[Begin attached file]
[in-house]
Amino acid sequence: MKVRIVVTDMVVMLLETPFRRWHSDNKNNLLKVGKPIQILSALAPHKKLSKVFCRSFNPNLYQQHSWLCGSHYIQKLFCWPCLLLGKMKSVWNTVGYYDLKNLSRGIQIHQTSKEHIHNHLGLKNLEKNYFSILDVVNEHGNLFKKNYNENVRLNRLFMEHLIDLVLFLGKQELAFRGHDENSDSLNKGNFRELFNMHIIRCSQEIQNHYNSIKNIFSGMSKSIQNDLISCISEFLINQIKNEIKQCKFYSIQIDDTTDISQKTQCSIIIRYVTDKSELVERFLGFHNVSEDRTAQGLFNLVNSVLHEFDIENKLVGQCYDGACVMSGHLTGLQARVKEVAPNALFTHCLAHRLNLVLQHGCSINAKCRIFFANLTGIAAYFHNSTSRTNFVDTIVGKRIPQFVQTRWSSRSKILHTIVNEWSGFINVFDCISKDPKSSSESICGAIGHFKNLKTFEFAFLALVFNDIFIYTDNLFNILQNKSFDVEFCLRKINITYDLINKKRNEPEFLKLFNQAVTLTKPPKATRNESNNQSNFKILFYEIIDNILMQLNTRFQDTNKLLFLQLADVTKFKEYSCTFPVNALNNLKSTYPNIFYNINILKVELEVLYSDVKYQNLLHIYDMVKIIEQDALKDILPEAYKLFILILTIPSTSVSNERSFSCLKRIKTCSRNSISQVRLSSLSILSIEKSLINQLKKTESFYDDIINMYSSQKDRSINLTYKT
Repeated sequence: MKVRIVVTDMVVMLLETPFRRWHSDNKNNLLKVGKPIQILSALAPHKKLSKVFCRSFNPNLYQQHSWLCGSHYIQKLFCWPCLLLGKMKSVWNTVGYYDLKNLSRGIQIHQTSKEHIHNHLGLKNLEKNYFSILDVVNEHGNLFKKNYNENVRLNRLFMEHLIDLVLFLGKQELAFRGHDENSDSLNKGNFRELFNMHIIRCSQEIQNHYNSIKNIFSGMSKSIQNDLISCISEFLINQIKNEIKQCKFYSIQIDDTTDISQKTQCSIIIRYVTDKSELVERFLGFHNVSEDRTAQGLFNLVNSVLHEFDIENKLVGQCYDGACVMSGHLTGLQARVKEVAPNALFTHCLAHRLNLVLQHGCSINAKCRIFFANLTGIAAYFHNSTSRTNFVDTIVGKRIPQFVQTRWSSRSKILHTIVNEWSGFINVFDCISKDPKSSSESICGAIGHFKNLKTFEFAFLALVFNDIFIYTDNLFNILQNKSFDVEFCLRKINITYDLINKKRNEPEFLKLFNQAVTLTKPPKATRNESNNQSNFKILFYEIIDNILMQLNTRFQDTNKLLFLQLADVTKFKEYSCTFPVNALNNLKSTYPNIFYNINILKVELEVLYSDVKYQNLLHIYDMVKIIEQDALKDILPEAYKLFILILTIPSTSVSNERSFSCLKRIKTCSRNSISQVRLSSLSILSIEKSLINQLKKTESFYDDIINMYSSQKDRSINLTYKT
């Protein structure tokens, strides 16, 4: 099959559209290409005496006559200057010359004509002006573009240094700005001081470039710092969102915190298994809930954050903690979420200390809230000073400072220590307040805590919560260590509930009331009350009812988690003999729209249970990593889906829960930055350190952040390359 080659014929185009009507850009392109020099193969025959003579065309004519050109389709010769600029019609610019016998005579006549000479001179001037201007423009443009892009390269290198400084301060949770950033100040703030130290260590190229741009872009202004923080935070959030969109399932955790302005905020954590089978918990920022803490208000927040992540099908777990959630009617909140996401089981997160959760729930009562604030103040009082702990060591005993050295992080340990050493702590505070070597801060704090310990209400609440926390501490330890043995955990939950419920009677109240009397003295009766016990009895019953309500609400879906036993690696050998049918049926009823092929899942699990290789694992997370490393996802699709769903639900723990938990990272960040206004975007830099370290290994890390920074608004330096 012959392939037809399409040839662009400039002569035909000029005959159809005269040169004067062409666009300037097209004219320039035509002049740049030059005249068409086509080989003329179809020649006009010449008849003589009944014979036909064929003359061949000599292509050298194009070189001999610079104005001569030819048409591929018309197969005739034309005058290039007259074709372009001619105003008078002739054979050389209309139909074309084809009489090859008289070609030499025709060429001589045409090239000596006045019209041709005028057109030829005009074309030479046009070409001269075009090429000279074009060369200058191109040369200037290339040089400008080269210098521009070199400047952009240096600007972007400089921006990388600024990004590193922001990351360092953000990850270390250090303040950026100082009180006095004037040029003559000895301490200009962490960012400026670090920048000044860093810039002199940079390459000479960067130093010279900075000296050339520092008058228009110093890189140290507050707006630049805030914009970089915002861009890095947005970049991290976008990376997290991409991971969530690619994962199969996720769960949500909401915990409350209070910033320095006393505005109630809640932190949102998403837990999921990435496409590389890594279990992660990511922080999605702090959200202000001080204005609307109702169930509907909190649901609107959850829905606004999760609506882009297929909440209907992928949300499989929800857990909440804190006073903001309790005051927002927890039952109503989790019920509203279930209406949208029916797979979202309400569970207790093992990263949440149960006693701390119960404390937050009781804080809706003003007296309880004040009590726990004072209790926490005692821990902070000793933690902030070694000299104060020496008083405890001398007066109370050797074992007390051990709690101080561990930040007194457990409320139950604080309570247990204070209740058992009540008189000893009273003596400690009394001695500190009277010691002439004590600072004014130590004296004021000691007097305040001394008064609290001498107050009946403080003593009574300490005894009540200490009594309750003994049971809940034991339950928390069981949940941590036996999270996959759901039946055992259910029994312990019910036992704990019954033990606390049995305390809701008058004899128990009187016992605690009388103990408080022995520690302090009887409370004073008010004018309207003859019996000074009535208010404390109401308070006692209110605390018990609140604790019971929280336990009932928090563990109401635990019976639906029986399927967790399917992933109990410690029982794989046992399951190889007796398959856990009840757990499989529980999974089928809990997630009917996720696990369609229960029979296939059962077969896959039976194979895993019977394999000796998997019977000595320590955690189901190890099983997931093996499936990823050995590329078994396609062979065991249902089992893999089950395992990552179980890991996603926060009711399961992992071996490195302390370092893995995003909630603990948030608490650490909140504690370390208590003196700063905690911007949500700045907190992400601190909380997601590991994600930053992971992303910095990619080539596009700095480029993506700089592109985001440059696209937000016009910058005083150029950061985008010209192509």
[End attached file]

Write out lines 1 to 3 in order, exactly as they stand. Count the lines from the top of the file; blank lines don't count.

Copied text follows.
[in-house]
Amino acid sequence: MKVRIVVTDMVVMLLETPFRRWHSDNKNNLLKVGKPIQILSALAPHKKLSKVFCRSFNPNLYQQHSWLCGSHYIQKLFCWPCLLLGKMKSVWNTVGYYDLKNLSRGIQIHQTSKEHIHNHLGLKNLEKNYFSILDVVNEHGNLFKKNYNENVRLNRLFMEHLIDLVLFLGKQELAFRGHDENSDSLNKGNFRELFNMHIIRCSQEIQNHYNSIKNIFSGMSKSIQNDLISCISEFLINQIKNEIKQCKFYSIQIDDTTDISQKTQCSIIIRYVTDKSELVERFLGFHNVSEDRTAQGLFNLVNSVLHEFDIENKLVGQCYDGACVMSGHLTGLQARVKEVAPNALFTHCLAHRLNLVLQHGCSINAKCRIFFANLTGIAAYFHNSTSRTNFVDTIVGKRIPQFVQTRWSSRSKILHTIVNEWSGFINVFDCISKDPKSSSESICGAIGHFKNLKTFEFAFLALVFNDIFIYTDNLFNILQNKSFDVEFCLRKINITYDLINKKRNEPEFLKLFNQAVTLTKPPKATRNESNNQSNFKILFYEIIDNILMQLNTRFQDTNKLLFLQLADVTKFKEYSCTFPVNALNNLKSTYPNIFYNINILKVELEVLYSDVKYQNLLHIYDMVKIIEQDALKDILPEAYKLFILILTIPSTSVSNERSFSCLKRIKTCSRNSISQVRLSSLSILSIEKSLINQLKKTESFYDDIINMYSSQKDRSINLTYKT
Repeated sequence: MKVRIVVTDMVVMLLETPFRRWHSDNKNNLLKVGKPIQILSALAPHKKLSKVFCRSFNPNLYQQHSWLCGSHYIQKLFCWPCLLLGKMKSVWNTVGYYDLKNLSRGIQIHQTSKEHIHNHLGLKNLEKNYFSILDVVNEHGNLFKKNYNENVRLNRLFMEHLIDLVLFLGKQELAFRGHDENSDSLNKGNFRELFNMHIIRCSQEIQNHYNSIKNIFSGMSKSIQNDLISCISEFLINQIKNEIKQCKFYSIQIDDTTDISQKTQCSIIIRYVTDKSELVERFLGFHNVSEDRTAQGLFNLVNSVLHEFDIENKLVGQCYDGACVMSGHLTGLQARVKEVAPNALFTHCLAHRLNLVLQHGCSINAKCRIFFANLTGIAAYFHNSTSRTNFVDTIVGKRIPQFVQTRWSSRSKILHTIVNEWSGFINVFDCISKDPKSSSESICGAIGHFKNLKTFEFAFLALVFNDIFIYTDNLFNILQNKSFDVEFCLRKINITYDLINKKRNEPEFLKLFNQAVTLTKPPKATRNESNNQSNFKILFYEIIDNILMQLNTRFQDTNKLLFLQLADVTKFKEYSCTFPVNALNNLKSTYPNIFYNINILKVELEVLYSDVKYQNLLHIYDMVKIIEQDALKDILPEAYKLFILILTIPSTSVSNERSFSCLKRIKTCSRNSISQVRLSSLSILSIEKSLINQLKKTESFYDDIINMYSSQKDRSINLTYKT